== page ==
The Ebook Cover: Graphic Design for the Under-Confident

Part two of two in a mini-series on ebook covers. The first part was about meeting marketplace specifications in the simplest way possible. Here we’re going to talk about the ebook cover design itself.

Graphic Design

Books get judged by their covers. One cannot over-stress how important visuals are for making a sale. Are you a graphic designer? How many clients have contracted your services? Unless your answer to this question is a non-zero positive integer, you might want to find someone else to help you.

Of all the aspects of producing an ebook as an individual who is self-publishing or as a small business, this is the one thing you really should consider outsourcing if you do not have the skills ready at your disposal. The human beast is a visual animal. It doesn’t matter what the inside of your book is like–nobody will see it if the outside screams unprofessional and low-quality product.

That’s an exaggeration. Actually professional publishers put out a lot of mediocre covers, and those books still sell. The cover is less-than-optimal because they are keeping production costs down, while the book still makes it into consumers’ hands because they have a great big marketing machine at their disposal. The difference between you and them is that you don’t have the goliath marketing machine. A great cover can only help you overcome this handicap.

The Blue Fox by Sjon (Bjartur, 2003)

A fine cover in my opinion. Anybody else get the sense Sjón is attempting to make a brand of himself? (Image: Bjartur)

For the bold DIYer who is not frightened by this attempt at intimidation, a few basic design guidelines can help you out. Like guidelines in any artistic medium, they are meant to be broken and fudged, but in general:

  • Title font = BIG. Want that attention? Grab it by the horns and look it in the eye. I don’t know why I am suddenly thinking about bull fighting.
  • Well, actually let me qualify that: whatever has the strongest brand (or branding potential) should be the largest / most conspicuous element. If that’s the title, make that the biggest type on the cover. If it is the author’s name, make that bigger than the title. (This happens with popular authors like Stephen King a lot.) If the strongest selling point is the series to which it belongs (think Harry Potter, Tweenlight, Fifty Tones of Dull Colors) then make sure that this element is very visible. Heck, if you are a periodical putting out an anthology or a special monograph, the name of the periodical or publisher could even be the most important element.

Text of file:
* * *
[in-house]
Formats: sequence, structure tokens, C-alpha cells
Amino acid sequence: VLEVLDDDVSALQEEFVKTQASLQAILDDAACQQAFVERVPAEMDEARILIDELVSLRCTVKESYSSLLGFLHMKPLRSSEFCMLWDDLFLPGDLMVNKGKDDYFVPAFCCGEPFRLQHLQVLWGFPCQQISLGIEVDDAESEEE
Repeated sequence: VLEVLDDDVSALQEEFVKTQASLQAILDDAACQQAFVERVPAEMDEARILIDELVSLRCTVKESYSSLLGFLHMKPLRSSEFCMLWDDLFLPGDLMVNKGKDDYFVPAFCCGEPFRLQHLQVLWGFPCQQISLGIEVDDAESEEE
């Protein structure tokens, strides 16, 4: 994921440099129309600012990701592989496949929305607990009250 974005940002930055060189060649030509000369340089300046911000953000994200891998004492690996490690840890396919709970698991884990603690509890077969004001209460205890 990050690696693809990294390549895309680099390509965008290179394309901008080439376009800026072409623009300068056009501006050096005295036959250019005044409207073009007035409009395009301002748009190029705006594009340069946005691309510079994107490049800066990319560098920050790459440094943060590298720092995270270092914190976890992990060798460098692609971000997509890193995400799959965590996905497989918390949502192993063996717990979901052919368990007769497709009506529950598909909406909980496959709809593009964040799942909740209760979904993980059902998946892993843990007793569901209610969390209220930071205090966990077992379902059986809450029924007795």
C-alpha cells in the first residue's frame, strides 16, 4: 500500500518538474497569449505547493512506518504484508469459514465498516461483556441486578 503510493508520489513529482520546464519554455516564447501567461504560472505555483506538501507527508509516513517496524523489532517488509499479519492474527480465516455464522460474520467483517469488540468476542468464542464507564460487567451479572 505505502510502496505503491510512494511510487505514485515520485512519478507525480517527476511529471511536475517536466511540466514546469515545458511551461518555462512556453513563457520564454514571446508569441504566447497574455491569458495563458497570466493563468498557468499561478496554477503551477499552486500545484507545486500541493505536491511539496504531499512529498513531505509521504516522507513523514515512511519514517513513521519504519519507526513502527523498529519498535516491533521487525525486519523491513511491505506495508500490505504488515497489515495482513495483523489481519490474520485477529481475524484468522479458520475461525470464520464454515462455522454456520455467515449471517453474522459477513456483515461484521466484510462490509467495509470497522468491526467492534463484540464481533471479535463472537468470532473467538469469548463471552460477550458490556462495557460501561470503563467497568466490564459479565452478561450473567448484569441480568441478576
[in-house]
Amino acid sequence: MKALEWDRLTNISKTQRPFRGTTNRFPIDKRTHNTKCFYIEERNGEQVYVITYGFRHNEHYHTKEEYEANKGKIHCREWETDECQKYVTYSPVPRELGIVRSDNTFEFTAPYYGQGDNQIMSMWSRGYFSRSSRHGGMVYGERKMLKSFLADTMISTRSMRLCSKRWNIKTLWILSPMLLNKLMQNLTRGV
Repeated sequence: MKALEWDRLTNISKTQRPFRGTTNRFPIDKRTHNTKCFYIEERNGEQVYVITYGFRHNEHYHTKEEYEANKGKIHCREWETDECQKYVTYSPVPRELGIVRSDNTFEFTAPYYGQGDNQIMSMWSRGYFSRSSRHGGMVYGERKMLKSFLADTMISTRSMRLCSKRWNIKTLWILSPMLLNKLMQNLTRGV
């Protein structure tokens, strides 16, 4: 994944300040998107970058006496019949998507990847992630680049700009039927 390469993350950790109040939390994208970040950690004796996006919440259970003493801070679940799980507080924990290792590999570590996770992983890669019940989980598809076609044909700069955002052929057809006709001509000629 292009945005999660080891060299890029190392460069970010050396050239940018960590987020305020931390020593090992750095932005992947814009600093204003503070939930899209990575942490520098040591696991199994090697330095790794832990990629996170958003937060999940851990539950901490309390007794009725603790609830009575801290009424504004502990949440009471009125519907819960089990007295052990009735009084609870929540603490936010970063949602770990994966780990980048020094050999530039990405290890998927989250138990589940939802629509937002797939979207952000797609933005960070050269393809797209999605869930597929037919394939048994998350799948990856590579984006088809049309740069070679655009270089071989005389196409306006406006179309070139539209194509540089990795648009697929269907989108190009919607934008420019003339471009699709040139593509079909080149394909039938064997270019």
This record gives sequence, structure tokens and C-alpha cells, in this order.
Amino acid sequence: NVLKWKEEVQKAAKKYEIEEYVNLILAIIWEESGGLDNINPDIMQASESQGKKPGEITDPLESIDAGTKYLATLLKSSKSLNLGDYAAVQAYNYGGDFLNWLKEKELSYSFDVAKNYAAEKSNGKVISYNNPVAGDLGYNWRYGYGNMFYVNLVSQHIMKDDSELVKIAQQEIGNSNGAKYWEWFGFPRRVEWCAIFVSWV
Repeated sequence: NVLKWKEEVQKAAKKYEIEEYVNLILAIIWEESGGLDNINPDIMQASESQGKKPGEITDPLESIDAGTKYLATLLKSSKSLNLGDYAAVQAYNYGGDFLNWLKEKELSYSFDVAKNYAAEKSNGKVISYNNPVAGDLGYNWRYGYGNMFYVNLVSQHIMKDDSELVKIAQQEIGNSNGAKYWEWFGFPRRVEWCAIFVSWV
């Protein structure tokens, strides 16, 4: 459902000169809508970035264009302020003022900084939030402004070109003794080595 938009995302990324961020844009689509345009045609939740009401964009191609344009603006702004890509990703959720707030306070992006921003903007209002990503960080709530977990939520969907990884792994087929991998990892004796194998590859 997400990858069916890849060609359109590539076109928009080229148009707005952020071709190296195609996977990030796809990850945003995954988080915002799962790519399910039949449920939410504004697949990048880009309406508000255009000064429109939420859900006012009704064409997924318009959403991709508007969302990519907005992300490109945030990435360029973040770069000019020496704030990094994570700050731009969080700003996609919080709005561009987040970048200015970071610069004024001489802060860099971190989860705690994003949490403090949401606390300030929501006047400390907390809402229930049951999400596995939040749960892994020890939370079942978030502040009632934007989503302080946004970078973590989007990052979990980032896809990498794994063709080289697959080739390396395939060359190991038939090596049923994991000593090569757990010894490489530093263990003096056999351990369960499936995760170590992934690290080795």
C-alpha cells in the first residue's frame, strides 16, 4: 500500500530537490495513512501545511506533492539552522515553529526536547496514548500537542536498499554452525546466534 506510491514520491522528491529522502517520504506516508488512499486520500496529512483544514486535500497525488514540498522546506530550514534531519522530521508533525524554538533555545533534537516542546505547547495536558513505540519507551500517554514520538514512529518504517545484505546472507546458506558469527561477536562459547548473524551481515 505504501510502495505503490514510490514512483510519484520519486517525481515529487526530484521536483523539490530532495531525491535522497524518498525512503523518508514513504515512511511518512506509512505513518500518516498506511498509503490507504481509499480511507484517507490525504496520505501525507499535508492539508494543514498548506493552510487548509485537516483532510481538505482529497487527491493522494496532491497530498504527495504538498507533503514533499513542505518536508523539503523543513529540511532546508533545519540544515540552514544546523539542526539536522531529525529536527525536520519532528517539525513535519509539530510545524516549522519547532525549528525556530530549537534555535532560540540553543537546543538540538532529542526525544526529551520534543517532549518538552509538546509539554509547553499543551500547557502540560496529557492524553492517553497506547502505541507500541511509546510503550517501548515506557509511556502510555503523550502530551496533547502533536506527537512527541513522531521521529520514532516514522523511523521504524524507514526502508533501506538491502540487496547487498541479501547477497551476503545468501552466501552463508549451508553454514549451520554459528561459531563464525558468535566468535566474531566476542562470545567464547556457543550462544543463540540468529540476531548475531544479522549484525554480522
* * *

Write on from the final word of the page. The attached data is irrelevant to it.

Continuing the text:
• The color contrast between elements of your cover should be great enough that your cover is recognizable in thumbnail, because that is how people browsing an online store are going to first see it. The text should be readable against the background and “pop”–ideally speaking.
  • Avoid stock images when possible. And for the love of Zeus, stay away from clip art. You want images that are exclusive to your asset, not images that are associated with other products and services or which look like they could be. You want a distinctive cover, not one that is or could be used to sell antidepressants or a dating site or who knows what else. As for clip art: unless you are assembling a Power Point and the year is 1997, it is going to look unprofessional. Don’t do it. Yes, your database of Office clip art constitutes a wellspring of royalty-free content, but think of it as a desperate last resort. If you find yourself tempted to use stock images, the simple answer is to go out and take a photo of something. Doesn’t matter if you don’t have a pro camera or you aren’t a great photographer–it will still beat cheap stock images. At the very least it will be distinctive and not look like the worst kind of Internet sidebar ad. But if you find yourself guilty of these design crimes, you can feel better knowing even the big guys cut corners. See how even big publishing houses are guilty of stock image overuse.
  • Finally, if you are making your own cover from scratch, make sure it starts out at over 1400 px wide so you do not have to enlarge it later, which may compromise image quality.


As I mentioned previously, you must have a commercial use license for any font that is not in the public domain or which did not come with a license along with Office, Adobe Creative Suite, or whatever software. But importantly, you should avoid certain cliched fonts and choose a font that complements the look of your title and your cover image. The best selections will be distinctive without being too far out there…Unless that’s exactly what you’re looking for, of course. One may find numerous free fonts that allow for commercial use at

Composing a Passable Cover that Might Just Sell…

The best thing you can do is study book covers that you think are effective. Find any bookshelf and browse. Or just cruise Amazon a bit. Make a list, if only a mental list, of your favorite book covers. Consider how they did things. Consider how they are like your book and how they are different.

Book Covers

A selection of book covers. Notice Madame Bovary makes use of a stock image, both Bovary and Potter have muddy color contrast, and Annals of the Former World uses relatively small text. Design is an art, not a science…and one subject to a budget…

Most Importantly

A final tip: solicit feedback and take it with grace. Your cover should be a process, not a product until the moment of publication. 

One Reply to “The Ebook Cover: Graphic Design for the Under-Confident”

  1. Pingback: Sheridan Programmers Guild · The Ebook Cover: How to Meet Requirements–Size, Format, Legal

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